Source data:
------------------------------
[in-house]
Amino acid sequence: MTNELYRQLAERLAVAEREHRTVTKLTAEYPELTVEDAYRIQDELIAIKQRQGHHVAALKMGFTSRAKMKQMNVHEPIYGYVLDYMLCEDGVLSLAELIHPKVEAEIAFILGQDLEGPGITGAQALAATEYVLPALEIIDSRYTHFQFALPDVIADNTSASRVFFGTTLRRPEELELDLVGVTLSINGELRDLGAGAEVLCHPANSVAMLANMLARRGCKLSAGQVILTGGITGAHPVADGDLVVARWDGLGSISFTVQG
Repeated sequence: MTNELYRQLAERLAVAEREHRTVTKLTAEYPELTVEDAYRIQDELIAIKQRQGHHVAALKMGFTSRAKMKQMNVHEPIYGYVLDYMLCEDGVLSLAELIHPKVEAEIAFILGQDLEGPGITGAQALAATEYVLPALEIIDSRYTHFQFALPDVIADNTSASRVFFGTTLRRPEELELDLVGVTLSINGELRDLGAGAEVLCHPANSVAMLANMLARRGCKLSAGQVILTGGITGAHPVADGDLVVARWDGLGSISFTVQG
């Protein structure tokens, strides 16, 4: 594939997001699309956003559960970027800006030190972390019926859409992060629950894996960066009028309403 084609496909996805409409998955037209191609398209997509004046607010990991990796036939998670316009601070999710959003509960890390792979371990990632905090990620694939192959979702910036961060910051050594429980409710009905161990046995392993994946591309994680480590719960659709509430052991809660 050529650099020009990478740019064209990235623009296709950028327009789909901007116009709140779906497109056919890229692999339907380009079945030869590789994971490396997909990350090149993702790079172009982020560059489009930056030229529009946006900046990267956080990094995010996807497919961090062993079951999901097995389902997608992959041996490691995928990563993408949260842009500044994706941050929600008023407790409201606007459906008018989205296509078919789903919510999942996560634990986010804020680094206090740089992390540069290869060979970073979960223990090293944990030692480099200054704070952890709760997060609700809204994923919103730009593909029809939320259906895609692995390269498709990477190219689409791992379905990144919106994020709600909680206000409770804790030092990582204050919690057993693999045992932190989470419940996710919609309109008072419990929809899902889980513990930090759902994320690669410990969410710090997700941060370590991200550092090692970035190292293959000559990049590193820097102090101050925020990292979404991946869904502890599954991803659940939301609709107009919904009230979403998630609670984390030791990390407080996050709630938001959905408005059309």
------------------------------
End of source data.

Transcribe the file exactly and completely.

[in-house]
Amino acid sequence: MTNELYRQLAERLAVAEREHRTVTKLTAEYPELTVEDAYRIQDELIAIKQRQGHHVAALKMGFTSRAKMKQMNVHEPIYGYVLDYMLCEDGVLSLAELIHPKVEAEIAFILGQDLEGPGITGAQALAATEYVLPALEIIDSRYTHFQFALPDVIADNTSASRVFFGTTLRRPEELELDLVGVTLSINGELRDLGAGAEVLCHPANSVAMLANMLARRGCKLSAGQVILTGGITGAHPVADGDLVVARWDGLGSISFTVQG
Repeated sequence: MTNELYRQLAERLAVAEREHRTVTKLTAEYPELTVEDAYRIQDELIAIKQRQGHHVAALKMGFTSRAKMKQMNVHEPIYGYVLDYMLCEDGVLSLAELIHPKVEAEIAFILGQDLEGPGITGAQALAATEYVLPALEIIDSRYTHFQFALPDVIADNTSASRVFFGTTLRRPEELELDLVGVTLSINGELRDLGAGAEVLCHPANSVAMLANMLARRGCKLSAGQVILTGGITGAHPVADGDLVVARWDGLGSISFTVQG
């Protein structure tokens, strides 16, 4: 594939997001699309956003559960970027800006030190972390019926859409992060629950894996960066009028309403 084609496909996805409409998955037209191609398209997509004046607010990991990796036939998670316009601070999710959003509960890390792979371990990632905090990620694939192959979702910036961060910051050594429980409710009905161990046995392993994946591309994680480590719960659709509430052991809660 050529650099020009990478740019064209990235623009296709950028327009789909901007116009709140779906497109056919890229692999339907380009079945030869590789994971490396997909990350090149993702790079172009982020560059489009930056030229529009946006900046990267956080990094995010996807497919961090062993079951999901097995389902997608992959041996490691995928990563993408949260842009500044994706941050929600008023407790409201606007459906008018989205296509078919789903919510999942996560634990986010804020680094206090740089992390540069290869060979970073979960223990090293944990030692480099200054704070952890709760997060609700809204994923919103730009593909029809939320259906895609692995390269498709990477190219689409791992379905990144919106994020709600909680206000409770804790030092990582204050919690057993693999045992932190989470419940996710919609309109008072419990929809899902889980513990930090759902994320690669410990969410710090997700941060370590991200550092090692970035190292293959000559990049590193820097102090101050925020990292979404991946869904502890599954991803659940939301609709107009919904009230979403998630609670984390030791990390407080996050709630938001959905408005059309």